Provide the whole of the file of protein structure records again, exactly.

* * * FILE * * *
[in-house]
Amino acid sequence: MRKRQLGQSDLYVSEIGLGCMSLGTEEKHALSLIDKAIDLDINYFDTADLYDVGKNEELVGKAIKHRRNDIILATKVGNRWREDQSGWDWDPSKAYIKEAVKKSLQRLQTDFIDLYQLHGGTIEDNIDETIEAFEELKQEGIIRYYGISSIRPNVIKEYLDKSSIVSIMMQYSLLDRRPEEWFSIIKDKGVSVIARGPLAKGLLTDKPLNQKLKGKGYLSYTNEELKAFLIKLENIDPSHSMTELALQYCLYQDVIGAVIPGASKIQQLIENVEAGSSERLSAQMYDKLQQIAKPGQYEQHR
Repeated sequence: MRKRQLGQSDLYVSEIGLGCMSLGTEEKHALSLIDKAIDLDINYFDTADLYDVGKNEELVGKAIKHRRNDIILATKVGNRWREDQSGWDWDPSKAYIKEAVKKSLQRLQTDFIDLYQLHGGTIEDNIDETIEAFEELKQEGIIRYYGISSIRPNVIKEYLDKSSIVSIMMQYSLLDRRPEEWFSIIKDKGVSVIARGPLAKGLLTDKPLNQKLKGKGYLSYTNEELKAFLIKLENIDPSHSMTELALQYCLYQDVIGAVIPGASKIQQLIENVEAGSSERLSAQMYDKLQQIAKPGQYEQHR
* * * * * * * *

[in-house]
Amino acid sequence: MRKRQLGQSDLYVSEIGLGCMSLGTEEKHALSLIDKAIDLDINYFDTADLYDVGKNEELVGKAIKHRRNDIILATKVGNRWREDQSGWDWDPSKAYIKEAVKKSLQRLQTDFIDLYQLHGGTIEDNIDETIEAFEELKQEGIIRYYGISSIRPNVIKEYLDKSSIVSIMMQYSLLDRRPEEWFSIIKDKGVSVIARGPLAKGLLTDKPLNQKLKGKGYLSYTNEELKAFLIKLENIDPSHSMTELALQYCLYQDVIGAVIPGASKIQQLIENVEAGSSERLSAQMYDKLQQIAKPGQYEQHR
Repeated sequence: MRKRQLGQSDLYVSEIGLGCMSLGTEEKHALSLIDKAIDLDINYFDTADLYDVGKNEELVGKAIKHRRNDIILATKVGNRWREDQSGWDWDPSKAYIKEAVKKSLQRLQTDFIDLYQLHGGTIEDNIDETIEAFEELKQEGIIRYYGISSIRPNVIKEYLDKSSIVSIMMQYSLLDRRPEEWFSIIKDKGVSVIARGPLAKGLLTDKPLNQKLKGKGYLSYTNEELKAFLIKLENIDPSHSMTELALQYCLYQDVIGAVIPGASKIQQLIENVEAGSSERLSAQMYDKLQQIAKPGQYEQHR